I’m still me in the ways that truly count. (Though I must remind myself of this daily).

And I am enough.

So are you.

Get more articles from Nancy’s Point in your inbox once a week. 

Do you sometimes feel defeminized by cancer treatment (prophylactic stuff counts too).

Do you think self-image and body image are different?

How do you feel about yourself these days?

Do you think calling a mastectomy an amputation is being too dramatic?


you are enough

Keep reminding yourself. Because it’s true.

Julia Griffith

Thursday 10th of August 2017

Nancy, I really don't miss my breasts. I am glad that the cancer is gone. And at 68 and quite overweight, my double D's were very heavy and saggy and weighed me down. I am happy with my choice to have no reconstruction after my bilateral mastectomy. I go flat around the house and usually wear knitted knockers or other lightweight forms like microbead forms when I go out so I look normal in clothes. It is much more comfortable either way than it was before. My nipples had lost most of their sensitivity prior to the surgery anyway for some reason so clitoral stimulation has been the source of orgasms and love is a lot more than orgasms anyway. Now maybe I do miss the breasts I had at age 20 but I miss other things about being 20 too. You're only young once. I am still going through chemo and will be glad when my hair grows back but, for now, I am rocking my turbans and scarves. I like to dress up in bright colors (LuLaRoe Perfect T's are my current favorite way to dress because of the beautiful prints). I feel good about myself when I get dressed up. I have some dark circles under my eyes and I am sure when all my treatment is done( including 5 or more years or Arimidex) I will look older but hopefully I will still be NED, I love to do water aerobics three to five times a week here in Florida and that makes me feel strong. I enjoy my volunteer work with mothers and babies and that keep me feeling young at heart.


Friday 11th of August 2017

Julia, Sounds like you are handling things your way and that is the best way, of course. I do miss my breasts. A lot. But I don't miss my 20 year old body or self. Big difference. Good luck as you finish up chemo and beyond. Thank you for sharing.


Friday 25th of March 2016

Nancy, I really enjoy your website and reading the comments. My hair is growing back at a crazy rate, but super curly. Don't get me wrong... I AM grateful it's come back. Everyone says how cute it is, but I have been keeping it cropped super short because I hate it. The curls remind me of the chemo. My friends say I look great. Yeah, with make-up on and fully-clothed, not that bad. But when I look at myself in the mirror in the morning, I think "what happened to this chick who used to rock the tank tops and spiked heels?" Gotta keep one's sense of humor as best I can. Keeping a journal has been helpful. I'm amazed at some of the stuff I wrote when I first got my diagnosis. Talk about a pity party! I'm trying to not be so hard on myself, but I sure as hell don't feel the least bit sexy these days. I have a supportive long-term partner, but we have been basically housemates for quite awhile and the hopes that I can reverse that trend have been pretty much dashed because I have a terrible self image these days. Maybe some counseling is in order.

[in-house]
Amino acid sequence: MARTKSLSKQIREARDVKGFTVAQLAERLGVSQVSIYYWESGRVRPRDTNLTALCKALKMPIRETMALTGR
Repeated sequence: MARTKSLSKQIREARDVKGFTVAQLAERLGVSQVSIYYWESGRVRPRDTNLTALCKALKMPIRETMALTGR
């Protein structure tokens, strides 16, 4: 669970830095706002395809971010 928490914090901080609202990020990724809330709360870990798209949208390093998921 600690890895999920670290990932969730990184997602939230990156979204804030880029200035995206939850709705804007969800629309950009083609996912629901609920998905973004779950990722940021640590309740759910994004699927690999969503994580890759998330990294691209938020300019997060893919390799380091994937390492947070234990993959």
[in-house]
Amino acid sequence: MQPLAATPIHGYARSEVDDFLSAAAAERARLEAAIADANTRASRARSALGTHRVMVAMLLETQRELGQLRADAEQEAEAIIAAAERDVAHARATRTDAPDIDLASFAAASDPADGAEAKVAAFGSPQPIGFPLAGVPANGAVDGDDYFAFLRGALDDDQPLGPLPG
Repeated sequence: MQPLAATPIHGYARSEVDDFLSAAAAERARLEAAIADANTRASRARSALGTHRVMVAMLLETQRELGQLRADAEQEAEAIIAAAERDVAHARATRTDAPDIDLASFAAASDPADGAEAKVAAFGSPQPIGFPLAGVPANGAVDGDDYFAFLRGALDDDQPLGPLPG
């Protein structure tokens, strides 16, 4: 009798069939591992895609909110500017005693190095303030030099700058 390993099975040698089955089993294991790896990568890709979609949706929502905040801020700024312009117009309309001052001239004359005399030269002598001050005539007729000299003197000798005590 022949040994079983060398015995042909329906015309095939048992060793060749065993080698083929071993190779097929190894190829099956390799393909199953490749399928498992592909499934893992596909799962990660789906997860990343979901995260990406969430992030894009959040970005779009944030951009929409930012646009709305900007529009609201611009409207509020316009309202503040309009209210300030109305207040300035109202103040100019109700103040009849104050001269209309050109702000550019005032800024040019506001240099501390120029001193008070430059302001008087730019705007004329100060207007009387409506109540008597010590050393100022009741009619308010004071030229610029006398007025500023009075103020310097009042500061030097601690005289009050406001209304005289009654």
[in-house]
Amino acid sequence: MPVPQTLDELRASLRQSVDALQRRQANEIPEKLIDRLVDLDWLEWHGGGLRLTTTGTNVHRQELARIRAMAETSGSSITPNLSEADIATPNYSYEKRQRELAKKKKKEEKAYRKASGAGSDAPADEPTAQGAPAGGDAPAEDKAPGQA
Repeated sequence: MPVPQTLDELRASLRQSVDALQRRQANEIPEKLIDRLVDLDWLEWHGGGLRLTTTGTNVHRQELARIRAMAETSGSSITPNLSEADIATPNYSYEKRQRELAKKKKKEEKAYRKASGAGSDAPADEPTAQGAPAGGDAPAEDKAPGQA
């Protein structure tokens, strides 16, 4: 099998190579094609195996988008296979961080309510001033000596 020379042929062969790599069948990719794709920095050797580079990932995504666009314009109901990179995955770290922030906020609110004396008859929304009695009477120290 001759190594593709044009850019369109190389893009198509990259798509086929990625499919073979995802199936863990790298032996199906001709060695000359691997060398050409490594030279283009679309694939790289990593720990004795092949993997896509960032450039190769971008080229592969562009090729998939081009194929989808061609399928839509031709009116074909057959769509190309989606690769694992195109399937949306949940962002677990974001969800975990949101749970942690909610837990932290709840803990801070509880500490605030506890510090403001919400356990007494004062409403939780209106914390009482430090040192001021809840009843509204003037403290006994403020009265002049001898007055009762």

Friday 25th of March 2016

Christine, I understand. Sometimes it seems like we walk such a fine line between gratitude and grief. Just a reminder, sharing your feelings isn't throwing a pity party. It's being honest. Do cut yourself some slack. I am always in favor of counseling if a person feels the need. Our emotional well-being is so important and mostly neglected during cancer chaos. Glad you have a supportive partner. Thank you for sharing. Wishing you all the best as you keep navigating through your personal cancer maze.


Saturday 5th of March 2016

Thank you for this post.....the post and some of the comments describe so much of how I am feeling. I miss everything about my old life, pre-cancer! I'm alive (and grateful for that), but so much else is gone. I was always self assured, confident and able to feel good about myself most days. Now, I feel so self-conscious, miss my sex life with my husband and not sure I will ever be the same! Thank you for putting words to my feelings and to know that I am not alone. I just had a second mastectomy for prophylactic reasons....and the fact that I could not stand the lopsidedness! Reconstruction is just not in the cards for me....I feel like I might get used to this new body, but its never going to be the same.


Thursday 4th of February 2016


THANK YOU for this honest post about the physical aftermath & loss of breast cancer surgery! This is an important topic that is not always addressed, and I really appreciate you openly sharing your story. Beautiful! xx


Tuesday 2nd of February 2016

What a pertinent topic. I feel sad, angry, and proud on behalf of all of you. Yes, it's the accelerated aging. People who don't recognize the new me. Course, gray hair, wrinkled face with undereye shadows, weight gain, not so hip clothes to hide the changes, no bras because of pain and Truncal Lymphodema - yeah, defeminized. Thanks for addressing this. And, yeah, damn I looked great in my 20's!! Linda


Tuesday 2nd of February 2016

Linda, It is a pertinent topic for sure. I realize I'm not getting any younger, but I know when all this stuff started. Thank you for chiming in on this topic.